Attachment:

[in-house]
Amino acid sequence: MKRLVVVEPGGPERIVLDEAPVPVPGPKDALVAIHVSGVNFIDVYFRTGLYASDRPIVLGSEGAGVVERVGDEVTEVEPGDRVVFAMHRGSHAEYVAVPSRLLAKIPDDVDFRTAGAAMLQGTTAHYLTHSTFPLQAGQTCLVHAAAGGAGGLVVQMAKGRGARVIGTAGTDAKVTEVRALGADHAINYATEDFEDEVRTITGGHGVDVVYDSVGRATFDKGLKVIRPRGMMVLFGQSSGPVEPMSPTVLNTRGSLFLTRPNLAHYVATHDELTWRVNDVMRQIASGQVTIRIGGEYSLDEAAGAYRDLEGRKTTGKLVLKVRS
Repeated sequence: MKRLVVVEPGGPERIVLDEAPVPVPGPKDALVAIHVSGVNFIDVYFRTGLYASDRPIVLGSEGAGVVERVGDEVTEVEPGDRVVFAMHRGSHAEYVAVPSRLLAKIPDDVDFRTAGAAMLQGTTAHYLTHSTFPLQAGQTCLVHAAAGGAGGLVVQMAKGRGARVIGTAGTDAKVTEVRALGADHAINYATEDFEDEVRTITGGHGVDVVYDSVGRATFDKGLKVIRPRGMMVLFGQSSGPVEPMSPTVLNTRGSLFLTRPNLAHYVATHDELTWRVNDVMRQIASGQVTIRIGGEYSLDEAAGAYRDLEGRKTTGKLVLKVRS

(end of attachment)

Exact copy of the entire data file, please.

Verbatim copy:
[in-house]
Amino acid sequence: MKRLVVVEPGGPERIVLDEAPVPVPGPKDALVAIHVSGVNFIDVYFRTGLYASDRPIVLGSEGAGVVERVGDEVTEVEPGDRVVFAMHRGSHAEYVAVPSRLLAKIPDDVDFRTAGAAMLQGTTAHYLTHSTFPLQAGQTCLVHAAAGGAGGLVVQMAKGRGARVIGTAGTDAKVTEVRALGADHAINYATEDFEDEVRTITGGHGVDVVYDSVGRATFDKGLKVIRPRGMMVLFGQSSGPVEPMSPTVLNTRGSLFLTRPNLAHYVATHDELTWRVNDVMRQIASGQVTIRIGGEYSLDEAAGAYRDLEGRKTTGKLVLKVRS
Repeated sequence: MKRLVVVEPGGPERIVLDEAPVPVPGPKDALVAIHVSGVNFIDVYFRTGLYASDRPIVLGSEGAGVVERVGDEVTEVEPGDRVVFAMHRGSHAEYVAVPSRLLAKIPDDVDFRTAGAAMLQGTTAHYLTHSTFPLQAGQTCLVHAAAGGAGGLVVQMAKGRGARVIGTAGTDAKVTEVRALGADHAINYATEDFEDEVRTITGGHGVDVVYDSVGRATFDKGLKVIRPRGMMVLFGQSSGPVEPMSPTVLNTRGSLFLTRPNLAHYVATHDELTWRVNDVMRQIASGQVTIRIGGEYSLDEAAGAYRDLEGRKTTGKLVLKVRS